Goblinstomper! Developer Diary (II): At the Castle

Okay, real quick, I’ve discovered view Google search that there’s a blog out there called Goblin Stomper.  It apparently covers table top Role Playing Games (RPG).  It has no association with me or I it.  A little frustrated that my title matches someone else’s, but I don’t think sharing titles is a biggie.  Just remember than mine is one word, complete with exclamation mark.

And now for something completely different: the subject of this post.  The last post can be found here.

Level Four of the RPGMaker VX Tutorial covers talking with the king (step eight, if you’re following at home.  My game doesn’t go that route–we change that to talking to the chancellor–but the basic format is the same.  We set up an event and tell the event what to do.  Easy as that.

gs-development-004The complicated part is keeping track of all the events that appear on a given map.  This particular map, pictured left, isn’t that complex, but later maps will have more going on in them.

I have come up with my own little system for this: Standardized Event Labels  (SEL).  Basically I made a chart categorizing whatever events might be used on any given map and giving it a name.  Simple enough, up to the point I lose the chart.  Then its all me searching my Devil Box screaming, “NOW I KNOW I PUT THAT FILE SOMEWHERE!”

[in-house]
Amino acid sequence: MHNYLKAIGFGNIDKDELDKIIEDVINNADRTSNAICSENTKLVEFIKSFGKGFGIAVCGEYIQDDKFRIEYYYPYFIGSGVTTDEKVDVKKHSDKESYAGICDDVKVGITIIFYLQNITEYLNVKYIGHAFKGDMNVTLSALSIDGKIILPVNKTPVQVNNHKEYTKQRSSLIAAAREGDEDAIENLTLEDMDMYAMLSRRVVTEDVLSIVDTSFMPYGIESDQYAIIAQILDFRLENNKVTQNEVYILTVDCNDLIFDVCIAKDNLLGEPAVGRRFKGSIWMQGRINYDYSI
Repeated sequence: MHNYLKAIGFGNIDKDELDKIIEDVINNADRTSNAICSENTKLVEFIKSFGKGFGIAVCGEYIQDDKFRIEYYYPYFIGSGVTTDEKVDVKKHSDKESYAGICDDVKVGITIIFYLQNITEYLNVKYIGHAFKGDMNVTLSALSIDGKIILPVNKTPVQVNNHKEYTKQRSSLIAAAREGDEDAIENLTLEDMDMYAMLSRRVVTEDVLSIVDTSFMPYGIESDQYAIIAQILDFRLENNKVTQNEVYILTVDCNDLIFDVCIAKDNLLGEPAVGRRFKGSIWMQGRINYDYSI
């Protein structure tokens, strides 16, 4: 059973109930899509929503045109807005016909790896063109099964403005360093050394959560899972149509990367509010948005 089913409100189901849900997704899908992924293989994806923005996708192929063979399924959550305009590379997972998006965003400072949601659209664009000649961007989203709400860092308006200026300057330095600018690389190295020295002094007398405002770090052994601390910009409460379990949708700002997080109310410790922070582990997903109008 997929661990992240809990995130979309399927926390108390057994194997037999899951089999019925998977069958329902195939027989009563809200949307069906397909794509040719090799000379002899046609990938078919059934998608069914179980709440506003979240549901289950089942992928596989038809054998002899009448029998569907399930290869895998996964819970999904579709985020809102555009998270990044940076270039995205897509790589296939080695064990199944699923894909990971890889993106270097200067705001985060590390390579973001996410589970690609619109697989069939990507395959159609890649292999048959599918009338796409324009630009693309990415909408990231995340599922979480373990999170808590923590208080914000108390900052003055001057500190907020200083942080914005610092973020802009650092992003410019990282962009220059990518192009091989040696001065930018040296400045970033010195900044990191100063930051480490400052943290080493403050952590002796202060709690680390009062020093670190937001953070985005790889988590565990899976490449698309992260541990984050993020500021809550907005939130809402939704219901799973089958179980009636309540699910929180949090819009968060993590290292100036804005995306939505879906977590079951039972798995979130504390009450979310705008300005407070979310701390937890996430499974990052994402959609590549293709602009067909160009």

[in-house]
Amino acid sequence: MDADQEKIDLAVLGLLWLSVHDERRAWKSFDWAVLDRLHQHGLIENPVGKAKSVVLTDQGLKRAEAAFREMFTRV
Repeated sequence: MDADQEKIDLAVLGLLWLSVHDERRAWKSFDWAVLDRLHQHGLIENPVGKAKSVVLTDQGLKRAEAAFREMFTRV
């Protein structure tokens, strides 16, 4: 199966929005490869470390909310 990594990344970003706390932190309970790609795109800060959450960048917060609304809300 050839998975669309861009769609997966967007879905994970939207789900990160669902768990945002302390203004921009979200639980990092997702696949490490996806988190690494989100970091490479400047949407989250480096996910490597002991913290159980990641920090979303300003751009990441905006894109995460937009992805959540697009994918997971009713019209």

Frightening how often that happens.

If only I had some place else I could put it.  Perhaps online.  In a blog some place.

Or maybe right here:

gs-development-005-2-0

Following what I’ve set up with SEL, the first event I set up is always a SHEMP.  It might not be used, that doesn’t matter.  SHEMP comes first.

That out of the way, I set up the other events.  One King, a Chancellor, and four guards.  Each gets a name and an image.

The whole Event Editor window looks like this:

gs-development-006

We have the character’s SEL name in the name box (shocking, I know) with a note beside telling me who this cat is.  I’m probably going to go back there and place a full name in the note box, but it’s not needed.

Cast your gaze over to the Contents box.  Here’s where all the specific commands for this Event goes.  To briefly explain what goes on in this particular case, after a second’s wait, a balloon full of Zzzs will appear over the King’s head.  Once the balloon stops, it’ll wait another second before restarting.